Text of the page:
Contents tagged with 84th
By Anna Chatillon
Director of Policy and Advocacy for the Texas Women’s Healthcare Coalition
In the midst of the chaos and inevitable drama of the 84th Texas Legislature, we risk overlooking one piece of news with the potential to change thousands of lives for the better. Funding for women’s preventive health care services, such as annual check-ups and contraceptive care, was increased by nearly $50 million in the state budget for the coming biennium.
In 2011, draconian budget cuts to Texas’ Family Planning program devastated the women’s health care safety net. When the Texas Women’s Healthcare Coalition, a collaboration of 60 member organizations led by TAFP and others, was formed in 2012, its aim was to restore that funding. The Coalition’s successful advocacy restored the funding in 2013 through the Texas Women’s Health Program and the Expanded Primary Health Care program, in addition to the Family Planning program.more
By Joey Berlin
The Texas Public Health Coalition and diligent physicians earned significant victories during the 84th Texas Legislature in their drive to reduce tobacco and electronic cigarette use.
Lawmakers also provided the Texas Department of State Health Services with a likely bump in chronic disease prevention funding, and an effort to keep children’s immunization records in the state registry through their early adult years made its way into law.more
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Back to the future with direct primary careRemember a time when you could treat your patients … more
By Dale Ragle, MD
TAFP President, 2014-2015
Greetings colleagues. Do you remember a time when you could take care of your patients without any of the hassle and expense associated with billing insurance companies? When you could spend as much time with your patient as needed? When you simply received payment from your patients instead of some third-party payer?
Many physicians practicing today have only heard stories of those days, but a growing number are rediscovering them by stepping off the insurance treadmill and contracting directly with their patients. Direct primary care is an innovative model for delivering and purchasing health care services that gives physicians and their patients an alternative to the third party, fee-for-service system. For a flat monthly fee, patients have unlimited access to their doctor—in person and by phone or e-mail—for a full range of comprehensive primary care services including acute and urgent care, regular checkups, preventive care, chronic disease management, and care coordination.more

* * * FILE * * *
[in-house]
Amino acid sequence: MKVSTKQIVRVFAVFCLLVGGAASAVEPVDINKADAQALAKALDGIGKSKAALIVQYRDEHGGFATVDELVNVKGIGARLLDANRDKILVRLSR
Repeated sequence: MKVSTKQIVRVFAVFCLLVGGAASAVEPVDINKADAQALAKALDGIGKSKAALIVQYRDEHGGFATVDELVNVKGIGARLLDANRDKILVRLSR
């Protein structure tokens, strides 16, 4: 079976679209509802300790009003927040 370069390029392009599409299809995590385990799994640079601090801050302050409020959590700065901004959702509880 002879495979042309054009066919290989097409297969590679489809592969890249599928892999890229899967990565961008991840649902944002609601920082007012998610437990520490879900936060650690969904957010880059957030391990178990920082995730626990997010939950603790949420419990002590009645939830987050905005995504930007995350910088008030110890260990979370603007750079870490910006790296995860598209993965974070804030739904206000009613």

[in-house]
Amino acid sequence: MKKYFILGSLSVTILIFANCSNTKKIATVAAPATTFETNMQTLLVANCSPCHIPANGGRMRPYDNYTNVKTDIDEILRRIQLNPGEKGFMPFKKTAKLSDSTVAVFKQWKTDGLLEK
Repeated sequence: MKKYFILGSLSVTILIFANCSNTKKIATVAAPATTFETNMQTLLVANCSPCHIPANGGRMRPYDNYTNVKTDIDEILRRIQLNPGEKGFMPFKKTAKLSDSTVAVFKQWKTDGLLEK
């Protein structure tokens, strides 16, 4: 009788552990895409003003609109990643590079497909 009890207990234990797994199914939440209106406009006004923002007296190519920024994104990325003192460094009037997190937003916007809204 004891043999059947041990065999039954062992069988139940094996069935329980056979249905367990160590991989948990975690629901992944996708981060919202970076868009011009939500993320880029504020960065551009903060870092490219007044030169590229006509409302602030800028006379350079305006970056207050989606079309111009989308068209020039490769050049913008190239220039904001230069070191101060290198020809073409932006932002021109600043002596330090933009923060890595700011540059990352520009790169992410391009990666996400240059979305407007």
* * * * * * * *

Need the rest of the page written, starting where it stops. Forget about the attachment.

By Tom Banning
Yogi Berra famously said I hate making predictions, especially about the future. It’s particularly painful when those predictions come true as was the case for many of the predictions TAFP made at the outset of the 84th Texas Legislature on how health care issues would fare this session.
Playing to their primary voters, the House and Senate focused attention almost solely on tax cuts, border security, transportation, when and where you can carry a gun, and a host of other mostly inconsequential partisan ideas.more
The clock is winding down on the Texas Legislature
With less than a week left in the 84th Texas Legislature, many bills TAFP has been tracking have passed the House and the Senate … more
By Dale Ragle, MD
TAFP President, 2014-2015
Welcome colleagues to a new year, a new Congress, and a new Texas Legislature. On all fronts, health care is evolving. These changes present family physicians tremendous opportunities to shape our future health care system. It’s up to all of us as family physicians to advocate for our specialty in the halls where decisions are made that affect our patients and our practices.
In Washington, D.C., the 114th Congress is well under way and is busy on a number of health care issues. AAFP’s advocacy work is focused on fixing Medicare’s broken payment model, changing Meaningful Use requirements, delaying ICD-10, and reforming graduate medical education funding. Another area in which AAFP is concentrating efforts is in making payment for direct primary care services a qualified health benefit under IRS rules. This would enable patients to pay for direct primary care with pre-tax HSA and FLEX account dollars, a move that would aid the expansion of this emerging and promising model of practice.more
By Blair Cushing
Fourth-year TCOM student
As a fourth-year medical student, I have spent the past four years highly concerned about what fate would await my classmates and me on Match Day, which is now only a few weeks away. With each passing year, the number of graduating medical students has climbed while the number of available first-year residency positions has remained stagnant. It is anticipated that in 2016, Texas medical schools will graduate 100 more doctors than available residency positions in the state. With three new medical schools expected to matriculate their first classes that fall, this number could easily rise to over 350 by the year 2020 in the absence of any new investment in graduate medical education.
Despite Texas being one of the few states that currently uses state tax dollars to support GME, the dollars have not kept up with the need and more importantly, a flawed funding formula has prevented this money from being used in ways that align with the health care needs of our population. Fortunately, the 84th Texas Legislature affords us a unique opportunity to reform the way GME dollars are allocated in Texas.more